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Moulded Terracotta Tiger Sculptural Fragment from Caesarea Maritima


Hi, all.  Here is a curious terracotta fragment and I am wondering if anyone has seen something similar.  A cursory search of Google and the New York MMoA came up blank.  At first I thought it might be a sculptural oil lamp fragment, but the "filler hole" is quite small and regular, and the top and left side do not really seem to be fractured, so I don't see how it could have been a hollow vessel or other complete figure.  Maybe some type of toy?  Any ideas on date and function would be appreciated.  Thanks, Jimi

Terracotta Tiger Sculptural Fragment
1st - 6th century CE?
Moulded terracotta clay fragment in the form
of a tiger, perhaps a votive offering or toy.  The
top edge of the piece does not seem to be broken?,
so possibly it was not a hollow figure in the round
but rather a one-sided appliqué, with a round
mounting hole pierced from the decorated side.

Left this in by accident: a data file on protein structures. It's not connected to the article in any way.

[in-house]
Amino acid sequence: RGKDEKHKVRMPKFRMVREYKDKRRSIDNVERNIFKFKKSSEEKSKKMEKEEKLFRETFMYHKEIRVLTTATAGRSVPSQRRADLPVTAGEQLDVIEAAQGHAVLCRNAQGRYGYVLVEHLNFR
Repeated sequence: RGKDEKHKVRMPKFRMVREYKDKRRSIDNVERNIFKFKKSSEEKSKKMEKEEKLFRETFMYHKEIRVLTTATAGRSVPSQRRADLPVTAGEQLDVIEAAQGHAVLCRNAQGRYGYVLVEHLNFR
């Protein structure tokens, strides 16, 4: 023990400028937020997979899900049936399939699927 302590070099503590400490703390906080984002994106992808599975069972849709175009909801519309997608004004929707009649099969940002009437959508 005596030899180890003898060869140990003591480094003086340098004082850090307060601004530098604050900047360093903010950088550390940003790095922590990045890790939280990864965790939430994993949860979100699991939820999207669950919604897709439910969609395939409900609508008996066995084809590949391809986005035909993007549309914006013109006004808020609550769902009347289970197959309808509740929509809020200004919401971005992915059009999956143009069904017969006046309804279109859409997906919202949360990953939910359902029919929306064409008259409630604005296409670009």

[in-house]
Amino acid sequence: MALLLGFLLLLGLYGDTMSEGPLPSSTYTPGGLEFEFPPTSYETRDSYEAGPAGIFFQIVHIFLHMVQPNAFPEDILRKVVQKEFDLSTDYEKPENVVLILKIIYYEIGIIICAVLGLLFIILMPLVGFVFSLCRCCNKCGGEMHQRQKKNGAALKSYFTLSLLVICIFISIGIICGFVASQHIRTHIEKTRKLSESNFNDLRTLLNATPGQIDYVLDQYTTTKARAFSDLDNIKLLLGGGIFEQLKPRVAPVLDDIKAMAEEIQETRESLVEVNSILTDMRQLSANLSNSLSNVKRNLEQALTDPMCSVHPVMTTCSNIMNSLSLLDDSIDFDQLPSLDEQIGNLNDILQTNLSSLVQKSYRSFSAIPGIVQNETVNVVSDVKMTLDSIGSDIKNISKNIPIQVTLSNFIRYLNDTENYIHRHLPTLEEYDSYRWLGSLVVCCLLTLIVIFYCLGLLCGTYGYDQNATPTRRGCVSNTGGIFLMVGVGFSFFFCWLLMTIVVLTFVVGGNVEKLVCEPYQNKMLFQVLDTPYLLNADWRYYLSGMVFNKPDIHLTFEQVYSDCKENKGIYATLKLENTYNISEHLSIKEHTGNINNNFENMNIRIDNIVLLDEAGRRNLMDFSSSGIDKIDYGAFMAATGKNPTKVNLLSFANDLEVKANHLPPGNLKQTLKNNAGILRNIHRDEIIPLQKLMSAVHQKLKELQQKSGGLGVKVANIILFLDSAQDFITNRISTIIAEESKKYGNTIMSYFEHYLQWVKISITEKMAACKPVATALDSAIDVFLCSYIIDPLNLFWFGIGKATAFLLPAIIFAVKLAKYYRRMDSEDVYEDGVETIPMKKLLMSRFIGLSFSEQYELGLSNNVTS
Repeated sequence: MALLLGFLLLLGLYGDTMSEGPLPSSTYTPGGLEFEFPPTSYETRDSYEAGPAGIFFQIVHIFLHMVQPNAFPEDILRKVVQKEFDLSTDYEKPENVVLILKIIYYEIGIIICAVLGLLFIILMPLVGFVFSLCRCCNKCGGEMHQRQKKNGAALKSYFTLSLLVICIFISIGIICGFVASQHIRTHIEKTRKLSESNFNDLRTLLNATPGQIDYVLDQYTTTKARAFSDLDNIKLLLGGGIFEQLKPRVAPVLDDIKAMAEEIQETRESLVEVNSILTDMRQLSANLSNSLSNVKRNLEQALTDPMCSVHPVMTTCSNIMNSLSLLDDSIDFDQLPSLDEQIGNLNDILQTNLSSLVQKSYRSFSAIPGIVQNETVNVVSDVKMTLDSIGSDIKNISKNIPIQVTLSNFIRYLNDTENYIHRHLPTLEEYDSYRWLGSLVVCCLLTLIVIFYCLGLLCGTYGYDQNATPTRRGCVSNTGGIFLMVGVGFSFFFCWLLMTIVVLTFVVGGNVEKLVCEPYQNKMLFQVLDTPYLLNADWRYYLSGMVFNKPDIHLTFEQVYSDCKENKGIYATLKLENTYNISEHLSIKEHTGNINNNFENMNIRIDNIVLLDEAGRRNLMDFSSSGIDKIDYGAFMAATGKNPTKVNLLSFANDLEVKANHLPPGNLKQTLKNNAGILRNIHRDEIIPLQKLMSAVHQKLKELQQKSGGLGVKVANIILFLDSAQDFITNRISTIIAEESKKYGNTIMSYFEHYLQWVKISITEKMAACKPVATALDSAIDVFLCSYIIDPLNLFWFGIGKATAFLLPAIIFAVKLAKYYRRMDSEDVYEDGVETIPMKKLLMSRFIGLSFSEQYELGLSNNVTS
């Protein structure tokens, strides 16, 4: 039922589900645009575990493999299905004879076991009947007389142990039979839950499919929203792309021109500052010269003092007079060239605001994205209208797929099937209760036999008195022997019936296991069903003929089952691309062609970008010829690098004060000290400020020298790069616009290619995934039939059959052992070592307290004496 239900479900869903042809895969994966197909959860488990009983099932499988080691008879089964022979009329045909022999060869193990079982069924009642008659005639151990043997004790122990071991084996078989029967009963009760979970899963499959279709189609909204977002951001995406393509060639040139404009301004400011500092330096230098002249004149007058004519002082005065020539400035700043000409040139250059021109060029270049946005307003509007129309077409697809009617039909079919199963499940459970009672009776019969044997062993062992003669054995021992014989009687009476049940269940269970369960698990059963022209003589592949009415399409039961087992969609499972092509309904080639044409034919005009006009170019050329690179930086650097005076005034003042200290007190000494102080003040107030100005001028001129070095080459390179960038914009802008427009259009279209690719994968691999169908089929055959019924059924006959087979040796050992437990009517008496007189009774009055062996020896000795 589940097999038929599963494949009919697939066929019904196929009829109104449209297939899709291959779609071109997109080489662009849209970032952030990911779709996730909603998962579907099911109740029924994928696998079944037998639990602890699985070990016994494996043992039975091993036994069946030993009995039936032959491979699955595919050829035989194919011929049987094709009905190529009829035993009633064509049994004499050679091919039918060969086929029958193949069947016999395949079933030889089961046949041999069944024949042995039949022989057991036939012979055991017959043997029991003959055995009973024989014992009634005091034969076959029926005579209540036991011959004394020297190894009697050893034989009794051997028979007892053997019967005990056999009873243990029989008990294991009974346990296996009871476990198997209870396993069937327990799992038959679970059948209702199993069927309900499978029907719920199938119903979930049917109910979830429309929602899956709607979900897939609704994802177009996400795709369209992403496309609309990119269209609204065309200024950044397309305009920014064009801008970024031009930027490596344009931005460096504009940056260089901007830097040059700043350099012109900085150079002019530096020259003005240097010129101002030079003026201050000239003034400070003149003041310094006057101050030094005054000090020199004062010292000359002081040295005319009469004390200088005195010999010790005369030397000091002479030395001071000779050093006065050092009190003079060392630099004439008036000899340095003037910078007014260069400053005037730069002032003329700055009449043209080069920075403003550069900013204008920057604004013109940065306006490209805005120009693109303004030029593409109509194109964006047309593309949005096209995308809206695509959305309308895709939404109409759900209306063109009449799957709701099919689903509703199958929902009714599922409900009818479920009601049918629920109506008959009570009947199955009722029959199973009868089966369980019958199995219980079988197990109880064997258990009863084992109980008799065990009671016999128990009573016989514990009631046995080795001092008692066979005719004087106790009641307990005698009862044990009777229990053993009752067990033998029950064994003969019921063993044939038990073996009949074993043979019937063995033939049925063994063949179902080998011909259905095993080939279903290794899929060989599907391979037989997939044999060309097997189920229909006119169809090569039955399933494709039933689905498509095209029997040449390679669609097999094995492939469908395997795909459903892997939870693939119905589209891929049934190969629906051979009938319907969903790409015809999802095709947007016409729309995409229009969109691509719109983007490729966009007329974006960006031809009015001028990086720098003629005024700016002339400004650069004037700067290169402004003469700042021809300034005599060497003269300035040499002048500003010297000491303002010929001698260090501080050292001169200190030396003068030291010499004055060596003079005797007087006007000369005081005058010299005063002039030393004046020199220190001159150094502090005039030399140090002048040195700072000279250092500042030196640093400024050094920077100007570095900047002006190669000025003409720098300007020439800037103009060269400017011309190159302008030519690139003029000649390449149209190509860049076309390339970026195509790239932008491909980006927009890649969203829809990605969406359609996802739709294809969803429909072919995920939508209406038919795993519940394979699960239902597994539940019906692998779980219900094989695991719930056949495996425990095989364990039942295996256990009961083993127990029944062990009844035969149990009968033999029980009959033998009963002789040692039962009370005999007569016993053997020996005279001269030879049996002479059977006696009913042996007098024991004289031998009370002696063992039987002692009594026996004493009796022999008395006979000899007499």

The unglazed light tan, medium fine-grained clay
was pressed and smoothed into the mould from
the back, leaving smears and traces of fingerprints.
On the left, the rear of the haunch also appears to
be unbroken, and was intentionally cut while the
clay was wet leaving a smoothly finished edge.
5.6cm. x 2.8cm. x 1.0cm. 14.3gm.
Surface find Caesarea Maritima, 1970's.
(click for larger pic)

I thought this might be of interest.  I found this photo in a great book about Caesarea Maritima called "King Herod's Dream" by K. Hollum, R. Hohlfelder, R. Bull, A. Raban, published in 1988 in conjunction with an international exhibition of finds from the city.  These limestone moulds were excavated at Caesarea in 1961 near an area later believed to have been a pottery workshop, where moulds for oil lamps from the "late 6th to earlier 7th century" were also recovered.  The authors state that the "function of the figures made from these molds is unknown, but they may have been toys".
(click for larger pic)


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